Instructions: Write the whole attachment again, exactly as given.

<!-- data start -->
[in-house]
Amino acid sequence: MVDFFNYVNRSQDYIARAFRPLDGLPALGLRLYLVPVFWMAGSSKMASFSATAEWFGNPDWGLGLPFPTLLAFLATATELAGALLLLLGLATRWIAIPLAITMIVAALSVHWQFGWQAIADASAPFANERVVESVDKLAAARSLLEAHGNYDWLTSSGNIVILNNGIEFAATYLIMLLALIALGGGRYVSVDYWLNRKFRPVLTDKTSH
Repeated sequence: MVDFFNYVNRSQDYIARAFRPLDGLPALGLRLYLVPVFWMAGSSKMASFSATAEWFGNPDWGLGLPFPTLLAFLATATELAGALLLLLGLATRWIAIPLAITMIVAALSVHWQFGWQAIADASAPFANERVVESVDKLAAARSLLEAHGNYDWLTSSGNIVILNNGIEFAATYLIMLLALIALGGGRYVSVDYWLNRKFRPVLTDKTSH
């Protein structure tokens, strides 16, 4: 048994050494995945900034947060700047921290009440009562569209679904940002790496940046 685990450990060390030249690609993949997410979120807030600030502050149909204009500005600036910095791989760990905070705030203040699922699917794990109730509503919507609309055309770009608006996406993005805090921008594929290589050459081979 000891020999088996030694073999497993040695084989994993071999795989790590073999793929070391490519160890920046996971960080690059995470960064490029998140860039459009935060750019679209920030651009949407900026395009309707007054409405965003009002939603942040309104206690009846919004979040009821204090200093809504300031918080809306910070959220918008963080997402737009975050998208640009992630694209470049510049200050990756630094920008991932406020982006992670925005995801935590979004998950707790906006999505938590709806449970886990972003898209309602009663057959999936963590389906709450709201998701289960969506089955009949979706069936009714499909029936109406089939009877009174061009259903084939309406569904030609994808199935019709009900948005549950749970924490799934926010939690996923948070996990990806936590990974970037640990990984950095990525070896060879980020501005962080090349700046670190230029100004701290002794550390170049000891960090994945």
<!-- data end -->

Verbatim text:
[in-house]
Amino acid sequence: MVDFFNYVNRSQDYIARAFRPLDGLPALGLRLYLVPVFWMAGSSKMASFSATAEWFGNPDWGLGLPFPTLLAFLATATELAGALLLLLGLATRWIAIPLAITMIVAALSVHWQFGWQAIADASAPFANERVVESVDKLAAARSLLEAHGNYDWLTSSGNIVILNNGIEFAATYLIMLLALIALGGGRYVSVDYWLNRKFRPVLTDKTSH
Repeated sequence: MVDFFNYVNRSQDYIARAFRPLDGLPALGLRLYLVPVFWMAGSSKMASFSATAEWFGNPDWGLGLPFPTLLAFLATATELAGALLLLLGLATRWIAIPLAITMIVAALSVHWQFGWQAIADASAPFANERVVESVDKLAAARSLLEAHGNYDWLTSSGNIVILNNGIEFAATYLIMLLALIALGGGRYVSVDYWLNRKFRPVLTDKTSH
């Protein structure tokens, strides 16, 4: 048994050494995945900034947060700047921290009440009562569209679904940002790496940046 685990450990060390030249690609993949997410979120807030600030502050149909204009500005600036910095791989760990905070705030203040699922699917794990109730509503919507609309055309770009608006996406993005805090921008594929290589050459081979 000891020999088996030694073999497993040695084989994993071999795989790590073999793929070391490519160890920046996971960080690059995470960064490029998140860039459009935060750019679209920030651009949407900026395009309707007054409405965003009002939603942040309104206690009846919004979040009821204090200093809504300031918080809306910070959220918008963080997402737009975050998208640009992630694209470049510049200050990756630094920008991932406020982006992670925005995801935590979004998950707790906006999505938590709806449970886990972003898209309602009663057959999936963590389906709450709201998701289960969506089955009949979706069936009714499909029936109406089939009877009174061009259903084939309406569904030609994808199935019709009900948005549950749970924490799934926010939690996923948070996990990806936590990974970037640990990984950095990525070896060879980020501005962080090349700046670190230029100004701290002794550390170049000891960090994945």